Absolutes are often absolutely wrong.  That space is only about “learning” is an absolute.  And it’s absolutely wrong.  It’s a luxury Gaia cannot afford.

The purpose of the space program must become more about colonization than about answering questions about the “God” that “created” the universe back in the day when we gazed at the sky through campfire smoke.

Many don’t even know it, but, currently, colonization is actually not just a vague fantasy; it’s illegal.

There’s good news about our chances too, though.  It’s  that, if we succeed in environmental efforts well enough to postpone Gaia’s death, which may still be possible, we may actually be able to transform one or more of the worlds that are in range into hospitable venues for the life force from this planet to continue.  Perhaps even for humanity to continue.

But doing so will be a close call.  There will barely be enough time–even if we manage to postpone Gaia’s demise for several hundred years–even if Europa and Enceladus, distant as they are, turn out to be more hospitable than we at first thought.  Even if we humans actually change our alliance to a much larger recognition of “We” that includes all Gaians.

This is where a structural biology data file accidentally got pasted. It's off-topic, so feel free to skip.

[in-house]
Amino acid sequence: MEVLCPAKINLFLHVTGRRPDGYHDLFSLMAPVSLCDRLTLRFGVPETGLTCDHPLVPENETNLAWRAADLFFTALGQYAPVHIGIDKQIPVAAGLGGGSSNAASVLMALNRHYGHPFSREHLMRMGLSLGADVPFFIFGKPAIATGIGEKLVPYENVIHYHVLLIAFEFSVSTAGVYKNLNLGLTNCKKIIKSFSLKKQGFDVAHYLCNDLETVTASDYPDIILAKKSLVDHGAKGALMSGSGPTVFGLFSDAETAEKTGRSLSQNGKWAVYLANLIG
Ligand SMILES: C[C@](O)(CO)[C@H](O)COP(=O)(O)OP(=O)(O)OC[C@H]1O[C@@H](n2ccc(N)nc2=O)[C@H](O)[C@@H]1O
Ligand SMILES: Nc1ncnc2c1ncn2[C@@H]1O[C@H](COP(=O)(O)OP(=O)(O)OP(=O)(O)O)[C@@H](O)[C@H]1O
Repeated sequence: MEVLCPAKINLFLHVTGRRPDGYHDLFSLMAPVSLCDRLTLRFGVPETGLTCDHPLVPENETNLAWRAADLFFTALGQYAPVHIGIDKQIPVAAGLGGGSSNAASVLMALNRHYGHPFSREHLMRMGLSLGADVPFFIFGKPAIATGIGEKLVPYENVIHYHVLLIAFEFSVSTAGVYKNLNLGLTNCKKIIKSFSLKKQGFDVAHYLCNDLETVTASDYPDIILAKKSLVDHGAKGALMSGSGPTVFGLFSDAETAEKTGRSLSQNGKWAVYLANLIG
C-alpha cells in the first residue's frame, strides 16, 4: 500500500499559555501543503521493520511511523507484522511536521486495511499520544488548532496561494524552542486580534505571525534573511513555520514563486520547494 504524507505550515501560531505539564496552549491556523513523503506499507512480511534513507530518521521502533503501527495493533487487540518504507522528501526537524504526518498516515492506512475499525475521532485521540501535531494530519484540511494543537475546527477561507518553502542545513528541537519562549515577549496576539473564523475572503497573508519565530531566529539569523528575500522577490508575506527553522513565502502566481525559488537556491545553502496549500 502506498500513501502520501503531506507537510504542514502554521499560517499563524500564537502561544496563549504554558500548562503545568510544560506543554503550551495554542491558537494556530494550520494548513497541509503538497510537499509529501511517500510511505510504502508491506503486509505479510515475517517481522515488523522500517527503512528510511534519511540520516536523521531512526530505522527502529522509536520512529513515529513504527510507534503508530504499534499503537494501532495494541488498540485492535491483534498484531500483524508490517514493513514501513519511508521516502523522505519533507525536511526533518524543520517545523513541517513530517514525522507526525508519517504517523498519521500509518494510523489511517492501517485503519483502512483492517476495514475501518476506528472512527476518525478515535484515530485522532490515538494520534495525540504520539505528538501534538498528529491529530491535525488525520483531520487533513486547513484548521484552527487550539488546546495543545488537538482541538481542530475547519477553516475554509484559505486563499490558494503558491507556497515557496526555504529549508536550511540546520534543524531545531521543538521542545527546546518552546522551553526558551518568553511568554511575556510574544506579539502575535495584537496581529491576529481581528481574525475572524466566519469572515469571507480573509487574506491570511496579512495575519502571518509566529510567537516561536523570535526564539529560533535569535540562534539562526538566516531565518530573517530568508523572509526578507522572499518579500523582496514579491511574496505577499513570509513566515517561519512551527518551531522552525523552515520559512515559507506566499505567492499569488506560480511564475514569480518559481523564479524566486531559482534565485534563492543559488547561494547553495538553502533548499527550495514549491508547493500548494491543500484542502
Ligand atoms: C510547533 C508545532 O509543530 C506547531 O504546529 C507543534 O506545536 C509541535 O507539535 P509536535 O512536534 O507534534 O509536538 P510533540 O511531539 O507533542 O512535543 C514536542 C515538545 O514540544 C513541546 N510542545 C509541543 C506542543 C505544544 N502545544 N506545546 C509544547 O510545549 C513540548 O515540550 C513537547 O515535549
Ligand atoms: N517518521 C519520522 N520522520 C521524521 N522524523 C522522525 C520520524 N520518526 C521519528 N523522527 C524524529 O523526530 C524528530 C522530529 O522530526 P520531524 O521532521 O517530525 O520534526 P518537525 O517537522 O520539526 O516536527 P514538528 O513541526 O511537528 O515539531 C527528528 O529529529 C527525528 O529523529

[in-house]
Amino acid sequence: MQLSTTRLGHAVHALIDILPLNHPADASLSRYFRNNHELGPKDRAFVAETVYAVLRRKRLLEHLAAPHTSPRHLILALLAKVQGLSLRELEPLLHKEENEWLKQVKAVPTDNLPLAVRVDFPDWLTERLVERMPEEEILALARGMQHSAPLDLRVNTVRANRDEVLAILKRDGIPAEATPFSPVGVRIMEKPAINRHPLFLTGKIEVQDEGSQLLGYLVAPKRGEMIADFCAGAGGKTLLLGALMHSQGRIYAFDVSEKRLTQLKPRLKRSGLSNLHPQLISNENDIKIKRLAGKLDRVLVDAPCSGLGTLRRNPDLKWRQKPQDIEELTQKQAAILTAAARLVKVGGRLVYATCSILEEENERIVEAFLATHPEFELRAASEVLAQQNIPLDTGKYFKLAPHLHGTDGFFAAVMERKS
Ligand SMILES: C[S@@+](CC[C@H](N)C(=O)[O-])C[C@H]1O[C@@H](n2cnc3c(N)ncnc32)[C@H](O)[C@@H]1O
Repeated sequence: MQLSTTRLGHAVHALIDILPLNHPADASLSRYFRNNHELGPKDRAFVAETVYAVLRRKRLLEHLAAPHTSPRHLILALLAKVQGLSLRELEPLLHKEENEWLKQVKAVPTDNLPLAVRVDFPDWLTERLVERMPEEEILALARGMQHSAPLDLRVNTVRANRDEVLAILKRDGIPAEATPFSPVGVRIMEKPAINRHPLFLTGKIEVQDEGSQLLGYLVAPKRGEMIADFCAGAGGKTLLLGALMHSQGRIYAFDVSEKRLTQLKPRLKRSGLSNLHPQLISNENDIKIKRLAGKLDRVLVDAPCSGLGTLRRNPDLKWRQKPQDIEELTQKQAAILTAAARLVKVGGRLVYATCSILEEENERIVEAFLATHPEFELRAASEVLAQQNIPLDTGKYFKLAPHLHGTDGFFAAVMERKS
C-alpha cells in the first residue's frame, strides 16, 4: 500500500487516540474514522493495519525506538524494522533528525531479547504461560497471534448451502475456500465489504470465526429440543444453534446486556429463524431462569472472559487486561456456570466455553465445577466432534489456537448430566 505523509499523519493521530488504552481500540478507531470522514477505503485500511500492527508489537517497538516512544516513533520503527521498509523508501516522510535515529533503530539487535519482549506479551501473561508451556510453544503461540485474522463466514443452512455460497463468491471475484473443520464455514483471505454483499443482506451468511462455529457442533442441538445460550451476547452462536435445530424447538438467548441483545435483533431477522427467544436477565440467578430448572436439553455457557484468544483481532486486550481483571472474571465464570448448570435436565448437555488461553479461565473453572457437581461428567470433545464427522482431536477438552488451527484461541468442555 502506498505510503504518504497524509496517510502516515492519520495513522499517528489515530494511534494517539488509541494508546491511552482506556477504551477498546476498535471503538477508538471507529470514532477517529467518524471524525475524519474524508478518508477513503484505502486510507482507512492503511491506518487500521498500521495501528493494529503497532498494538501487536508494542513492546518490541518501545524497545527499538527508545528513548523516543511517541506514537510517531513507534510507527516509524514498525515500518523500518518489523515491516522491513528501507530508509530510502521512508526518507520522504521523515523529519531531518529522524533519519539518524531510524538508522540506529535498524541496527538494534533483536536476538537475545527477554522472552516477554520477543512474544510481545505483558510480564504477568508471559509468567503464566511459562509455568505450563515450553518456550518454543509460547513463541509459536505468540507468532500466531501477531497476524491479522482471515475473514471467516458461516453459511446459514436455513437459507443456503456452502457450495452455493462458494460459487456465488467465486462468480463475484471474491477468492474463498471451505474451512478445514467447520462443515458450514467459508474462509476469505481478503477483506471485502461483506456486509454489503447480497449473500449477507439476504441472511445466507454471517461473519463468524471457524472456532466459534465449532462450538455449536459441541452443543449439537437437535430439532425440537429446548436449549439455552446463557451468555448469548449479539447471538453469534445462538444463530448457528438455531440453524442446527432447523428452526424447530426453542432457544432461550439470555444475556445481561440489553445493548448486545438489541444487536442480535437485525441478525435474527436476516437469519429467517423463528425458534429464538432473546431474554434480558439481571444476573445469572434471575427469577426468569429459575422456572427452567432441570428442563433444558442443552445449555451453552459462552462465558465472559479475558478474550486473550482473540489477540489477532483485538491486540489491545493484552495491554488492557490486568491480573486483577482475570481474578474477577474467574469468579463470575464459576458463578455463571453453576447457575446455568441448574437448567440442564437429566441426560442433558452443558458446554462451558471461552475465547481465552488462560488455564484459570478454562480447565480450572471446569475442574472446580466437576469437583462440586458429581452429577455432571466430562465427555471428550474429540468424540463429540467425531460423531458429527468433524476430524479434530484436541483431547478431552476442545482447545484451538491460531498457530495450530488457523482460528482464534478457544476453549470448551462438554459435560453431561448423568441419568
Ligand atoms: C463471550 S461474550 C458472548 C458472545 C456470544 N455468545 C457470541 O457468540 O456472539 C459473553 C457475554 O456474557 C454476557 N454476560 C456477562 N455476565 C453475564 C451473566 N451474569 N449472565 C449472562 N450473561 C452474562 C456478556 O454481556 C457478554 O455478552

Those who think we will “go to the stars” as a natural consequence of our being here–and such clever beings, at that–are ignoring how aggressively we’ve been destroying the Earth around us.

That’s an activity we’ve accelerated at the same time we’ve all but abandoned our exploration of outer space.  Since 1972, mankind has never ventured into deep–even intermediate–space.  We’ve only sent robots.  They’ve been cheaper and safer.

People who think “going to the stars” will just happen “all in due time,” are fools of another type.  We have no time to allow space exploration to develop “naturally.”  This isn’t “natural.“   If it’s going to happen at all, it will either be out of very good luck or true desperation.  A desperation we better recognize soon, or there will be no time to react.